In the 19th century — before the first gold strike that led to an influx of would-be prospectors — there wasn't much reason for East Coasters to come out West, which was considered wild, savage and inhospitable.
To those from more "civilized" regions, it might've felt downright prehistoric.
But in 1835, the namesake of the city of Dana Point — then-Harvard student Richard Henry Dana, Jr. — was the exception that became the rule when he set sail on a brig-type tall ship called the "Pilgrim."
Since this was 80 years before the Panama Canal opened, the "Pilgrim" rounded the tip of South America and landed at San Juan Cove — today's Dana Point Harbor, the only safe anchorage between Santa Barbara and San Diego at the time.
Dana deemed the area "romantic" and remarked at its grandeur, publishing a memoir of his sea voyage and time spent at San Juan Cove in 1840 as "Two Years Before the Mast."
The book was a hit — and people arrived in droves to see Dana Point (as it's been officially known since 1989) with their own eyes.
It's far less rugged and far more refined now, but the rich history is there — if you know where to look.
Here are the seven best ways to get to know the historic, literary and watery sides of Orange County's premier surfing and sailing destination — with plenty of breathtaking ocean views, to boot.
1. Del Prado-Lantern District
The area known as The Lantern District is where entrepreneurial types once advertised wares for trade to the ships that came rolling in — by lighting up color-coded lanterns. The most famous of those were the sailors who chucked cowhides (which had been tanned at Mission San Juan Capistrano) off the cliffs, to be retrieved by the Yankee merchant seamen standing below — a.k.a. "hide-droghing."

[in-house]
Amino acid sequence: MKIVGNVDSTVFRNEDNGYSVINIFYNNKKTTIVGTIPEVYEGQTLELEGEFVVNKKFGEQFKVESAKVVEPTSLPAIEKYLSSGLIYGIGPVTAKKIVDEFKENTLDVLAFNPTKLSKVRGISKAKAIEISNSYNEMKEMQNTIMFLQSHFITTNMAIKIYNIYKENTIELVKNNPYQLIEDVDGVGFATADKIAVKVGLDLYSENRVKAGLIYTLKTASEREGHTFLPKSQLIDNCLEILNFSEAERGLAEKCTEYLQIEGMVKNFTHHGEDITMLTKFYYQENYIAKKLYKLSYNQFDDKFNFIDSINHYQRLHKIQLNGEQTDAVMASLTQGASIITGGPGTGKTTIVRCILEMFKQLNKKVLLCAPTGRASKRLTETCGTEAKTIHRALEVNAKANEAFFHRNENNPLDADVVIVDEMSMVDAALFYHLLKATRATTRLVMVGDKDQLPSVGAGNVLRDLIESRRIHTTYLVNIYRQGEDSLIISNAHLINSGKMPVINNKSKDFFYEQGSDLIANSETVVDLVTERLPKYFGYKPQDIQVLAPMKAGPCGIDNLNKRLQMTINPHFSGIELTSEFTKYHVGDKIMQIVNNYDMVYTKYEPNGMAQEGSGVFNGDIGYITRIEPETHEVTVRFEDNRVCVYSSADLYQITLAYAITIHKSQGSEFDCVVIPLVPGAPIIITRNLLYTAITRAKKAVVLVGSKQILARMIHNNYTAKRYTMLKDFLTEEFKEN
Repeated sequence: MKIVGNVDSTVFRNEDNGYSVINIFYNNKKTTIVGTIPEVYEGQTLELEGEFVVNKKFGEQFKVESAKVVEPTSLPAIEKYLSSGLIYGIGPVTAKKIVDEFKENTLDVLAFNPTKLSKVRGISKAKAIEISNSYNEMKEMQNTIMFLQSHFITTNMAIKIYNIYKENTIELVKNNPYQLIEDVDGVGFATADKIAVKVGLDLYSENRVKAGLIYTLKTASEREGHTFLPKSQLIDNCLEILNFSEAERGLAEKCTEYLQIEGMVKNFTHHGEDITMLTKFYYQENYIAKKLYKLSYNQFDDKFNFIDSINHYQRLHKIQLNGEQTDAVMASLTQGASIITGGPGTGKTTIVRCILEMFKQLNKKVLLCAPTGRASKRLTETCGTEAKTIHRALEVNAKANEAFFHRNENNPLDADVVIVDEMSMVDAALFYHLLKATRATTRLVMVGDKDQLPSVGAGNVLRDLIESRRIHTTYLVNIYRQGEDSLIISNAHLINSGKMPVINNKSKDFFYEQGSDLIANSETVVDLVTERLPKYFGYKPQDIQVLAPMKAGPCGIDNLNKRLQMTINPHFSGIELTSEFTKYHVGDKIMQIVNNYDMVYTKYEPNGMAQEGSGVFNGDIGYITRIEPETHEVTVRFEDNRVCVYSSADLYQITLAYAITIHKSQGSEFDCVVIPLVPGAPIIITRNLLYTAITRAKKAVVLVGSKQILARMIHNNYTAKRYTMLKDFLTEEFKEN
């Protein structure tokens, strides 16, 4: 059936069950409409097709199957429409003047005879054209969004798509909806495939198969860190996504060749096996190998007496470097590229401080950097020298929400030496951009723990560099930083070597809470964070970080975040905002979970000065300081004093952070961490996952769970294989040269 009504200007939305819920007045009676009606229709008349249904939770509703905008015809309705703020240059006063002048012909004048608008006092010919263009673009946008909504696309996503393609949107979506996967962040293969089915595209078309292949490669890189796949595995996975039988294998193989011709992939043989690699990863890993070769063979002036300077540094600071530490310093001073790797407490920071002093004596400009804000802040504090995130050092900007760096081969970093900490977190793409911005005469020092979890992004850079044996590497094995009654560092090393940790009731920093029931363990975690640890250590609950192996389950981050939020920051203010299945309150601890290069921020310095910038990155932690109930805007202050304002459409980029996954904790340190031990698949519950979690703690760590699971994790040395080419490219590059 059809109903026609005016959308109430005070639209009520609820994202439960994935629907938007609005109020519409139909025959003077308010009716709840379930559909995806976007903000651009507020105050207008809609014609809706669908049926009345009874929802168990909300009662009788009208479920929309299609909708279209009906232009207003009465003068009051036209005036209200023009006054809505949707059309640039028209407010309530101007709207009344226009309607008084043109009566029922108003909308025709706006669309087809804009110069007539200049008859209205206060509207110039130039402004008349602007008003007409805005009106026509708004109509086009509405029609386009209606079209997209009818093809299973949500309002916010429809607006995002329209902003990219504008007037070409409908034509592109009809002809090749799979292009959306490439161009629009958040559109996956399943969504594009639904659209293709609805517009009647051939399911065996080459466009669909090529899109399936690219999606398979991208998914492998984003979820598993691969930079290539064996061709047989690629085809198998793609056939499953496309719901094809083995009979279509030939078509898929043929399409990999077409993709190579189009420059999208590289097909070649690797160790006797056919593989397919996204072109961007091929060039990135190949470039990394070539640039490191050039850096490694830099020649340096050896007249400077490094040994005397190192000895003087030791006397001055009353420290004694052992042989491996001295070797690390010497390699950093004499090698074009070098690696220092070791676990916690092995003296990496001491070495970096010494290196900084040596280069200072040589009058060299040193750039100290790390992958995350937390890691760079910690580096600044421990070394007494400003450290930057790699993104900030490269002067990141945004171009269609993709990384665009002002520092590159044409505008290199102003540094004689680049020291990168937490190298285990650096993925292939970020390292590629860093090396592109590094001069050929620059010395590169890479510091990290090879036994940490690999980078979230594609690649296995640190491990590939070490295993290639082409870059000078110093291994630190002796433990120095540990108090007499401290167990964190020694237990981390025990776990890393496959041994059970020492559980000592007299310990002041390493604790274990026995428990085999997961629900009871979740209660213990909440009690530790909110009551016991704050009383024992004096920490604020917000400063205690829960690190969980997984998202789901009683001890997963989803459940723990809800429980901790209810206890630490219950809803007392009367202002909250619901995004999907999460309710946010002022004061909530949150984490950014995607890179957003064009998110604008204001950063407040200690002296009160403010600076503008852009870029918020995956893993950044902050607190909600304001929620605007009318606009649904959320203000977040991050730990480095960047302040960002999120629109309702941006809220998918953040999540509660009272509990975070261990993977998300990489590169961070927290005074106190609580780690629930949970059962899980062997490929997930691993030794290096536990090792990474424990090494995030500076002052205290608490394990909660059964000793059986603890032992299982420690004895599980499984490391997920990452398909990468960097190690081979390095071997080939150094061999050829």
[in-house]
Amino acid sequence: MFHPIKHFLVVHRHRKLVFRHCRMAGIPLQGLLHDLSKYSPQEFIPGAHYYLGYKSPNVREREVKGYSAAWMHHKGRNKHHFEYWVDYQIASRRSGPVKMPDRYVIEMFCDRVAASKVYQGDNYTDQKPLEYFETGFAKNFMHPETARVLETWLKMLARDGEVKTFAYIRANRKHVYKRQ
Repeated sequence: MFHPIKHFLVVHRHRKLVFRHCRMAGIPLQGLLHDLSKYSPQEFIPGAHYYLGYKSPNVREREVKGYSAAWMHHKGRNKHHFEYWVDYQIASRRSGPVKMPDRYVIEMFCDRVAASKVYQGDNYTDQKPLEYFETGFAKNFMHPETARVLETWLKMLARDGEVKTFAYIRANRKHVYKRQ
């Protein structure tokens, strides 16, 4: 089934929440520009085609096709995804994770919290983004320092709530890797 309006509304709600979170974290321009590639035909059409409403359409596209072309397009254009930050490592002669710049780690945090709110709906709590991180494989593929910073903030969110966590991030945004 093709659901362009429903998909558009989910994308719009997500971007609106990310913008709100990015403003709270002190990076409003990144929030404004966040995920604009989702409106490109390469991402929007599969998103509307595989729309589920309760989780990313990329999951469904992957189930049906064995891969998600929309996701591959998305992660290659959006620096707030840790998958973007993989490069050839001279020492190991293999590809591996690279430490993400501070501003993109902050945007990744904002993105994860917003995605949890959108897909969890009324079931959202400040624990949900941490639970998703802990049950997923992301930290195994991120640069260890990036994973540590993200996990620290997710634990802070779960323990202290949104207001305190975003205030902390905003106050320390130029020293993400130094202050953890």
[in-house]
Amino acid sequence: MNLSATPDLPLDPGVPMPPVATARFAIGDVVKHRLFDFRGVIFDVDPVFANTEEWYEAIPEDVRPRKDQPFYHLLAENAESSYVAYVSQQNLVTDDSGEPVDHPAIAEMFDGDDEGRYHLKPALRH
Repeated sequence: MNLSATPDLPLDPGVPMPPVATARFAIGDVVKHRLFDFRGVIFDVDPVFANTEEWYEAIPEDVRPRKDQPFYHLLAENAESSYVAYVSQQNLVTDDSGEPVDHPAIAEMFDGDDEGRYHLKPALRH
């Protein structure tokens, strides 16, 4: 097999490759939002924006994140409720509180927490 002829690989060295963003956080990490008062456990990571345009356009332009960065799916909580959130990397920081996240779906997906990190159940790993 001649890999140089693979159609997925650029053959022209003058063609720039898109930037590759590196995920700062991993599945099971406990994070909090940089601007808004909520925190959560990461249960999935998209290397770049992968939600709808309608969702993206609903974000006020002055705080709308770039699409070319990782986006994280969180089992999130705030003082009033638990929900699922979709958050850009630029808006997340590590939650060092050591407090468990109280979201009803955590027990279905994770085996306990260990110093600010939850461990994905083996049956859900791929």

The lantern motif persists today, through the street names and even lawn ornamentation of the homes in the Lantern District — though the trade does not. You can enter the Lantern District through the arch on Del Prado Avenue, where it splits off from the Pacific Coast Highway.
Just beyond the gateway arch, at 34105 Pacific Coast Highway, you'll find the oldest building in Dana Point — currently vacant, but built as the real estate office for the development efforts of Sidney Woodruff (of Hollywood Sign fame). The Spanish Colonial Revival-style structure features a red terra cotta tile roof and tiled doorways and fountains — under restoration since 2020.
Next, head south to where the Street of the Blue Lantern dead-ends, and you'll find the blufftop pavilion built in the mid-1920s to showcase ocean views for that same planned development. Today, the "Blue Lantern Gazebo" is located at Ken Sampson Overlook Park — named after the former Director of the Orange County Harbors, Beaches and Parks District whose administration spearheaded the construction of Dana Point Harbor. Unfortunately the gazebo has been fenced-off since 2018 — but although you can't enter it, you can get a good look at it.
At the southern terminus of Old Golden Lantern, you'll find another overlook at Compass Point, just above Heritage Park — this one dedicated to Doris Walker, a local historian and founder of the Dana Point Historical Society. Look for a bronze sculpture representing the many features of the area by artist Christopher Pecharka. For more historic sites throughout the Lantern District, see the Dana Point Historical Society's virtual historic walking map.